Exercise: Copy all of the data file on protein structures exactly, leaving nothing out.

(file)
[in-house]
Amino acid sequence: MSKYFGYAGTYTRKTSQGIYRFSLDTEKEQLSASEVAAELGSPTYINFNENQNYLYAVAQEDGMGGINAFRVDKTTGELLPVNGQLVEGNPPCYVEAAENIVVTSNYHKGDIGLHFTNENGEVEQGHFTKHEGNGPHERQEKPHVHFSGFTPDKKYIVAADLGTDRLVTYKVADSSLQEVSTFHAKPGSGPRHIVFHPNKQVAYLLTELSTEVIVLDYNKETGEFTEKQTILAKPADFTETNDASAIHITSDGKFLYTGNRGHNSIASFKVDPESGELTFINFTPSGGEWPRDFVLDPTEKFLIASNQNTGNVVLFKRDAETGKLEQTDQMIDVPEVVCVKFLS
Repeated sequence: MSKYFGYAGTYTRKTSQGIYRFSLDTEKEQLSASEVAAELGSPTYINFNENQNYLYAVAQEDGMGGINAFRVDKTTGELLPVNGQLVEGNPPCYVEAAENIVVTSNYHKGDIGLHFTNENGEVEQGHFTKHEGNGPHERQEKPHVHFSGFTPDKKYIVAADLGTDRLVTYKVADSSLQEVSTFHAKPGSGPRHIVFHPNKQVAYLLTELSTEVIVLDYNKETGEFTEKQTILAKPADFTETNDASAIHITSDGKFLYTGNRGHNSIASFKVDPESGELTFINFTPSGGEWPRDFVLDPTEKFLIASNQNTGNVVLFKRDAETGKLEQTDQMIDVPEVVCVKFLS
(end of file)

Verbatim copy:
[in-house]
Amino acid sequence: MSKYFGYAGTYTRKTSQGIYRFSLDTEKEQLSASEVAAELGSPTYINFNENQNYLYAVAQEDGMGGINAFRVDKTTGELLPVNGQLVEGNPPCYVEAAENIVVTSNYHKGDIGLHFTNENGEVEQGHFTKHEGNGPHERQEKPHVHFSGFTPDKKYIVAADLGTDRLVTYKVADSSLQEVSTFHAKPGSGPRHIVFHPNKQVAYLLTELSTEVIVLDYNKETGEFTEKQTILAKPADFTETNDASAIHITSDGKFLYTGNRGHNSIASFKVDPESGELTFINFTPSGGEWPRDFVLDPTEKFLIASNQNTGNVVLFKRDAETGKLEQTDQMIDVPEVVCVKFLS
Repeated sequence: MSKYFGYAGTYTRKTSQGIYRFSLDTEKEQLSASEVAAELGSPTYINFNENQNYLYAVAQEDGMGGINAFRVDKTTGELLPVNGQLVEGNPPCYVEAAENIVVTSNYHKGDIGLHFTNENGEVEQGHFTKHEGNGPHERQEKPHVHFSGFTPDKKYIVAADLGTDRLVTYKVADSSLQEVSTFHAKPGSGPRHIVFHPNKQVAYLLTELSTEVIVLDYNKETGEFTEKQTILAKPADFTETNDASAIHITSDGKFLYTGNRGHNSIASFKVDPESGELTFINFTPSGGEWPRDFVLDPTEKFLIASNQNTGNVVLFKRDAETGKLEQTDQMIDVPEVVCVKFLS